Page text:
Besides not being able to move muscles, sleep paralysis also can come with chest pressure, difficulty breathing, headaches, muscle discomfort, and generalized achiness or pain, which can extend beyond the episode.
Due to the intense nature of sleep paralysis, mental health can be impacted during the episodes, with intense feelings of fear, doom, dying, and paranoia, especially when accompanied by hallucinations.
Sleep Paralysis Can Occur Once, Many Times, or Chronically
The other tricky thing about sleep paralysis is that people tend to experience it differently. It’s possible to have a single episode of sleep paralysis, while others suffer from it most nights. While a study in PubMed estimates that about 8 percent of us experience sleep paralysis at least once in our lives, a small percentage have it several times a week, which can lead to sleep deprivation and its associated risks.
You Should Get an Official Diagnosis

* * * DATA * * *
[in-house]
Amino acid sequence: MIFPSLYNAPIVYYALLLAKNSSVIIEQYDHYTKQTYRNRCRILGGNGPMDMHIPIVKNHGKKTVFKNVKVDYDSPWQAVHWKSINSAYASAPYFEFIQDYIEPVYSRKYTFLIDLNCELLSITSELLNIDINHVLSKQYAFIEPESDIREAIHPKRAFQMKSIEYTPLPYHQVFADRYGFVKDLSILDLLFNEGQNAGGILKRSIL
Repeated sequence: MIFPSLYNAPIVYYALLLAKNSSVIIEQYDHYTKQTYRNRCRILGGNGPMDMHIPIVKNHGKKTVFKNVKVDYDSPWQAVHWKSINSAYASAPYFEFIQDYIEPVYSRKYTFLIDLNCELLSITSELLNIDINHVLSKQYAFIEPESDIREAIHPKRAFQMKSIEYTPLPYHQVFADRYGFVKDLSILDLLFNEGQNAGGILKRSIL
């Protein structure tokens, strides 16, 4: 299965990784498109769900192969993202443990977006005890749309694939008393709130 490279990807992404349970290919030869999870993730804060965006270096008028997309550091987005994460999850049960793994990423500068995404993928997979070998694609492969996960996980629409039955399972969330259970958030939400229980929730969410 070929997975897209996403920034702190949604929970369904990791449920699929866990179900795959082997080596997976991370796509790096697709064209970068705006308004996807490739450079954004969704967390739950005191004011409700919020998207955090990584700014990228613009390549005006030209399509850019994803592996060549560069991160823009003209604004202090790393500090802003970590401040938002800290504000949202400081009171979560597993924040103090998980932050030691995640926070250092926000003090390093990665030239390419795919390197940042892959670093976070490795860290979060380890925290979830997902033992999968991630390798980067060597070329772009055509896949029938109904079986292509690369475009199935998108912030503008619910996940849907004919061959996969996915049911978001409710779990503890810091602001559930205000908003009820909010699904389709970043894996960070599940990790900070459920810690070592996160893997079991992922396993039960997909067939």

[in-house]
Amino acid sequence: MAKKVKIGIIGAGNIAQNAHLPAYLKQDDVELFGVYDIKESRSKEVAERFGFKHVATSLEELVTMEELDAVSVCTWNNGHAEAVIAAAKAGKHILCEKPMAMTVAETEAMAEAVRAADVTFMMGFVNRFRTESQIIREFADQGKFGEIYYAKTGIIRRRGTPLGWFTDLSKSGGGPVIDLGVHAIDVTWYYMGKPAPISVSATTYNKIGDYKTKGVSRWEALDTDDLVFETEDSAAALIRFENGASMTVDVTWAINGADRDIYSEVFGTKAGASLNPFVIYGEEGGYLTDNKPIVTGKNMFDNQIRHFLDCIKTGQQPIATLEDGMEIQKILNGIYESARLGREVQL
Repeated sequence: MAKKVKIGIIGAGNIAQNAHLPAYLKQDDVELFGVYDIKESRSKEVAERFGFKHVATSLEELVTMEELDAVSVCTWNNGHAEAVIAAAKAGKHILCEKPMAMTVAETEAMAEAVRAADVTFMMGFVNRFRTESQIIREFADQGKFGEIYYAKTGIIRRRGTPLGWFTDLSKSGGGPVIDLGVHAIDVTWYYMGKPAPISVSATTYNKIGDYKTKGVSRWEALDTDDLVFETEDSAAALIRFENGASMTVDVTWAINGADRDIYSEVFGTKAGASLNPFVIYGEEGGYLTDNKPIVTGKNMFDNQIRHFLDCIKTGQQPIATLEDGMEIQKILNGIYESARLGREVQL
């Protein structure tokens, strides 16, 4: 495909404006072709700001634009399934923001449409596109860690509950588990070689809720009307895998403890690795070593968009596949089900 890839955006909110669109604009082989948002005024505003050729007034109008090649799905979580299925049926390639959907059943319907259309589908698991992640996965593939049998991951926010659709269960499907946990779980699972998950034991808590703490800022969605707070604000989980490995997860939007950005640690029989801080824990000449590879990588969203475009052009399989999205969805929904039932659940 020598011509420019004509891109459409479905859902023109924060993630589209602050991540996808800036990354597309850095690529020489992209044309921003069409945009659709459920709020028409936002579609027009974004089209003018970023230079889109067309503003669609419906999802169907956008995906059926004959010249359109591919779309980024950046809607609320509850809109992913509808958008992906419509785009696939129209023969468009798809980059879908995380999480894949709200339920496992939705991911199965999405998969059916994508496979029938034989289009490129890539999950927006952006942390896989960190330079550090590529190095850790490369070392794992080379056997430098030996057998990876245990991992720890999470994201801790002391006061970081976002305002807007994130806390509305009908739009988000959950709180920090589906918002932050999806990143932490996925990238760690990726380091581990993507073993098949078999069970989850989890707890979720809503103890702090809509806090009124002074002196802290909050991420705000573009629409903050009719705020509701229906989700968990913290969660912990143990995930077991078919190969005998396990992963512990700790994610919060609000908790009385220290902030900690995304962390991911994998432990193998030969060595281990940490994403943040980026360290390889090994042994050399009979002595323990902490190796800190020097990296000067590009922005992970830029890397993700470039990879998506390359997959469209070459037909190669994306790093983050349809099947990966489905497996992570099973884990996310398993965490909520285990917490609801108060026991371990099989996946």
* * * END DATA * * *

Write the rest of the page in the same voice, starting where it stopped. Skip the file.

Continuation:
All this being said, of course, the very best way to tell if you have sleep paralysis is by consulting with a medical professional. If these symptoms above fit you and it’s something that disrupts your sleep, it’s best to get checked out.
How to Get Rid of Sleep Paralysis
The good news is that, even though sleep paralysis can cause distress, it doesn’t result in death or other serious health issues like some fear. The bigger concern is the long term mental toll, and potential for sleep deprivation. While there is no one single cure for sleep paralysis, here are my top tips for taming it and getting back to restorative sleep.
Cope During An Episode
Sometimes the best method is to find ways to cope during an episode, and it all has to do with a combination of cognitive and physical relaxation. Before you go to bed, make a list of affirmations and factual statements: that the episode won’t last and won’t do any harm to your body. Memorizing these and practicing them may be helpful. Seek out a mental health professional to work through fears of death and harm.
Schedule Some Therapy